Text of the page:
Teaching Shakespeare!

A Folger Education Blog

Finding a Shakespeare Hook

By Kevin Costa

Whenever I begin a Shakespeare play with my students in my two-year course, The Institute for Shakespeare and Renaissance Studies at McDonogh School, I get the class working on text from just about Day One. I don’t spend a lot of time setting up with talk about Shakespeare’s life or with the history of the period — there’s plenty of time for that later, if at all.

Owiso Odera (Othello) and Ian Merrill Peakes (Iago), Othello, directed by Robert Richmond, Folger Theatre, 2011. Photo by Carol Pratt.
Owiso Odera (Othello) and Ian Merrill Peakes (Iago), Othello, directed by Robert Richmond, Folger Theatre, 2011. Photo by Carol Pratt.

When I first started this course, I would choose the play we’d cover for two years, but this fall I took a different approach. My students and I looked through the Complete Works, and we read bits and pieces of plays that I thought they might like. This year, I think we may have looked at the moment in Othello where Iago helps convince Othello that Desdemona has been unfaithful (3.3). Then we also read through the two scenes in Measure for Measure where Angelo propositions Isabella to sleep with him (2.2 & 2.4).

If you have a choice of play from which to chose, this is a compelling way to have students own their experience from the get-go. In other words, get students hooked by offering some of a play’s “greatest hits.” Once they have a taste of something they like, they’ll certainly want more since a well-chosen scene can really awaken their curiosity for the whole work.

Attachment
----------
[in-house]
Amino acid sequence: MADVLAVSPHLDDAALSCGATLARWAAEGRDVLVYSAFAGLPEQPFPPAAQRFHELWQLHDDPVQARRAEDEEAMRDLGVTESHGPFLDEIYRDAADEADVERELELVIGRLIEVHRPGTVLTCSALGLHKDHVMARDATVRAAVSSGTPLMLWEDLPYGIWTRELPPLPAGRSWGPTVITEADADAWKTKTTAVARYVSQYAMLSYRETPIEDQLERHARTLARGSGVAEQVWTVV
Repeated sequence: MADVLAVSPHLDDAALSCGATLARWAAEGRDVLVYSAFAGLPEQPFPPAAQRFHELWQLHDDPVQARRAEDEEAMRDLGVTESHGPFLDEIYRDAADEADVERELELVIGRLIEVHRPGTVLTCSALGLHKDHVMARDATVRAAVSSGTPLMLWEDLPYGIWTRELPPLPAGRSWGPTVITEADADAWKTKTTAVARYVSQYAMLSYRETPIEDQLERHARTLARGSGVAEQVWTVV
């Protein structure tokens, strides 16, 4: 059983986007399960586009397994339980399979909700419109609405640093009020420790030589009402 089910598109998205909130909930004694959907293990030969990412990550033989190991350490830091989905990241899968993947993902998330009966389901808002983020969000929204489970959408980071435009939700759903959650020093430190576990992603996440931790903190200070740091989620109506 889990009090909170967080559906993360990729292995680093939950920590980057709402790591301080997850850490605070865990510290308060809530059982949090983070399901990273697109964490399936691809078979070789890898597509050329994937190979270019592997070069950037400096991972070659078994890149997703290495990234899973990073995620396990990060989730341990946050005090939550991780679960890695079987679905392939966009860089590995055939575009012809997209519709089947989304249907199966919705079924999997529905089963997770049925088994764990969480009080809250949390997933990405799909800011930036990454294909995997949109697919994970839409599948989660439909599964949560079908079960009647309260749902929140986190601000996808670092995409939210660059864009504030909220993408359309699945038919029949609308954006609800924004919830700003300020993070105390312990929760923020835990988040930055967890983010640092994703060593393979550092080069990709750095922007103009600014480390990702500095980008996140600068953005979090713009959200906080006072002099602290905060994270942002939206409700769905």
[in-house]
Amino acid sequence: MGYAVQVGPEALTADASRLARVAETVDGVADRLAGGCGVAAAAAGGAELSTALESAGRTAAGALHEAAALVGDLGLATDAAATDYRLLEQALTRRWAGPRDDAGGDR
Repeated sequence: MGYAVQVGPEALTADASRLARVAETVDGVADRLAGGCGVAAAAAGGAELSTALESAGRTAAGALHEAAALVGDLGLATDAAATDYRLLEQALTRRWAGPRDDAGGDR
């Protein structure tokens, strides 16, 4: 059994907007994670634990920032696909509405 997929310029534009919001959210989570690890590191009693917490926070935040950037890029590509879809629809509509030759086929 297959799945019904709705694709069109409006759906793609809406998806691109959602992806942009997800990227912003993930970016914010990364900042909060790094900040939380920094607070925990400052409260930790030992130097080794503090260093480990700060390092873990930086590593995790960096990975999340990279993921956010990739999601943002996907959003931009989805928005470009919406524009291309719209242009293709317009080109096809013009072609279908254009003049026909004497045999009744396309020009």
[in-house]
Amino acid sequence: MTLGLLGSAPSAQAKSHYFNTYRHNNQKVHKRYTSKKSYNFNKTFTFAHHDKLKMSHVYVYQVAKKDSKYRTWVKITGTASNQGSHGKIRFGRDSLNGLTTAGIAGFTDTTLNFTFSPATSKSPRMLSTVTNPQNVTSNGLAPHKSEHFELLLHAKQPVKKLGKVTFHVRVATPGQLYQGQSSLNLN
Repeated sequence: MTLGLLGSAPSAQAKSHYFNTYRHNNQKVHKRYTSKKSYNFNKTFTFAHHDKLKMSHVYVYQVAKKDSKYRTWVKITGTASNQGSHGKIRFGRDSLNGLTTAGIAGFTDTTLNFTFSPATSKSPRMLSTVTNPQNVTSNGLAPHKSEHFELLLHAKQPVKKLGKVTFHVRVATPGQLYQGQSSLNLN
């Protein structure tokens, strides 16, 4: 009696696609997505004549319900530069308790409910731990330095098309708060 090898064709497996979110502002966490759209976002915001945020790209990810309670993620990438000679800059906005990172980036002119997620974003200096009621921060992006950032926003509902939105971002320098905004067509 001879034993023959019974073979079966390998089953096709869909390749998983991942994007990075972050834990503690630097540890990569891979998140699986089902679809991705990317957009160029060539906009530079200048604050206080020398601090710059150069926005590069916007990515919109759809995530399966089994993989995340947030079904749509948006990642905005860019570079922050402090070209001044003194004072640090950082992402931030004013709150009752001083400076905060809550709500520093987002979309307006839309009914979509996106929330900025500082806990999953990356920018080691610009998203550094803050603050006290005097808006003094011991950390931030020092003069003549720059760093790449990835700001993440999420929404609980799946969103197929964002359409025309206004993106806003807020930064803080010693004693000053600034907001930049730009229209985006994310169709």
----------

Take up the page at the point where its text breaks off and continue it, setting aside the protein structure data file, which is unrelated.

If you don’t have a choice in play, that’s no problem at all. Here are some ideas for some of the most-taught titles.

  • If you’re doing Hamlet, preview the scene where Hamlet confronts his father’s ghost (1.5) or where he contemplates killing Claudius but then doesn’t (3.3).
  • Romeo and Juliet provides a range of scenes to get your students hooked: the opening scene is wonderful, as is Act 3, Scene 1 where Tybalt kills Mercutio and then Romeo kills Tybalt. Or perhaps look at the father-daughter argument where Juliet refuses to marry Paris (3.5).
  • In Macbeth, preview the scene immediately following Duncan’s murder (2.2) when Macbeth enters with the bloody daggers. Or perhaps begin with the banquet scene where we see Macbeth undergoing a nervous breakdown (3.1).

Now, you know your students best. If you wish, you can treat this preview as “table work” in the theatre: this is where the cast reads and discusses the scene aloud with the director (the teacher at this point, perhaps). You might give just enough context for the scene to make sense, but then facilitate a discussion. Some questions might include:

  • What happens in the scene? Encourage them to be very literal at this point: Who is talking to whom? Where does the scene seem to take place? What practical needs are there (props, entrances, stage levels — e.g., a balcony)
  • What seems to be the relationship between the characters in the scene? Get students to point to evidence to support their claims.
  • What predictions do students have about the play based on this scene? List them.

If you don’t wish to stay at the table, then don’t! Get students on their feet and use the following handout, How to Stage a Scene, to help you.

If you’re stuck, ask your questions in the comments below.

Kevin J. Costa is a Teaching Shakespeare Institute 2010 alumnus and Director of the Fine and Performing Arts at McDonogh School in Owings Mills, MD.

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